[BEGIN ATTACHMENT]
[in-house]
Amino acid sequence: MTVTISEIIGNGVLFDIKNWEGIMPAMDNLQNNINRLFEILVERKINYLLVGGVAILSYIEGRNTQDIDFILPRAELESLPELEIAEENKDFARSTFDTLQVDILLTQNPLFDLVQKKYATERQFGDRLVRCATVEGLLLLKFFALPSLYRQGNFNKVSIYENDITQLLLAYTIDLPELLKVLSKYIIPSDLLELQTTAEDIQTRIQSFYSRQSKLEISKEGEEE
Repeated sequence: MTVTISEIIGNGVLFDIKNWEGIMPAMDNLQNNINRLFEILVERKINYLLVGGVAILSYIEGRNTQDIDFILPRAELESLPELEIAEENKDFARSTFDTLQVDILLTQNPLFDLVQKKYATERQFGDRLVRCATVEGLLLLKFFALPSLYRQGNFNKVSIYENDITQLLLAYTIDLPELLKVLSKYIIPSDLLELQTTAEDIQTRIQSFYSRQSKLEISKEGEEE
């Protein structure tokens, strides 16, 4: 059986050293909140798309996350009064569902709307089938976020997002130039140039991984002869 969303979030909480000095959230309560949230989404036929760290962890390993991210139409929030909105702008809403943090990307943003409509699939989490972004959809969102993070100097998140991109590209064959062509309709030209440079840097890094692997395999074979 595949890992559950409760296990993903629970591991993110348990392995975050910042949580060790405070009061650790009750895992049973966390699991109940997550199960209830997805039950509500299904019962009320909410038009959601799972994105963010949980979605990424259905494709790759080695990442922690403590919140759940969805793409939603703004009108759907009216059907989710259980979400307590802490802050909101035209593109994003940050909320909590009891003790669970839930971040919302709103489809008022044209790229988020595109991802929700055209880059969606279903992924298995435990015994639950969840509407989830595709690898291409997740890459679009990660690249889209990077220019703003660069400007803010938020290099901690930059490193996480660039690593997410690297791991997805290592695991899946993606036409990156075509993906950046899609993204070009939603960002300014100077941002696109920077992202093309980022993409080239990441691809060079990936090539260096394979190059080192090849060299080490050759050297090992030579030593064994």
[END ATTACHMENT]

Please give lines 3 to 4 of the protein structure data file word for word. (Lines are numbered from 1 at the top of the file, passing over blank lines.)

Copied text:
Repeated sequence: MTVTISEIIGNGVLFDIKNWEGIMPAMDNLQNNINRLFEILVERKINYLLVGGVAILSYIEGRNTQDIDFILPRAELESLPELEIAEENKDFARSTFDTLQVDILLTQNPLFDLVQKKYATERQFGDRLVRCATVEGLLLLKFFALPSLYRQGNFNKVSIYENDITQLLLAYTIDLPELLKVLSKYIIPSDLLELQTTAEDIQTRIQSFYSRQSKLEISKEGEEE
């Protein structure tokens, strides 16, 4: 059986050293909140798309996350009064569902709307089938976020997002130039140039991984002869 969303979030909480000095959230309560949230989404036929760290962890390993991210139409929030909105702008809403943090990307943003409509699939989490972004959809969102993070100097998140991109590209064959062509309709030209440079840097890094692997395999074979 595949890992559950409760296990993903629970591991993110348990392995975050910042949580060790405070009061650790009750895992049973966390699991109940997550199960209830997805039950509500299904019962009320909410038009959601799972994105963010949980979605990424259905494709790759080695990442922690403590919140759940969805793409939603703004009108759907009216059907989710259980979400307590802490802050909101035209593109994003940050909320909590009891003790669970839930971040919302709103489809008022044209790229988020595109991802929700055209880059969606279903992924298995435990015994639950969840509407989830595709690898291409997740890459679009990660690249889209990077220019703003660069400007803010938020290099901690930059490193996480660039690593997410690297791991997805290592695991899946993606036409990156075509993906950046899609993204070009939603960002300014100077941002696109920077992202093309980022993409080239990441691809060079990936090539260096394979190059080192090849060299080490050759050297090992030579030593064994």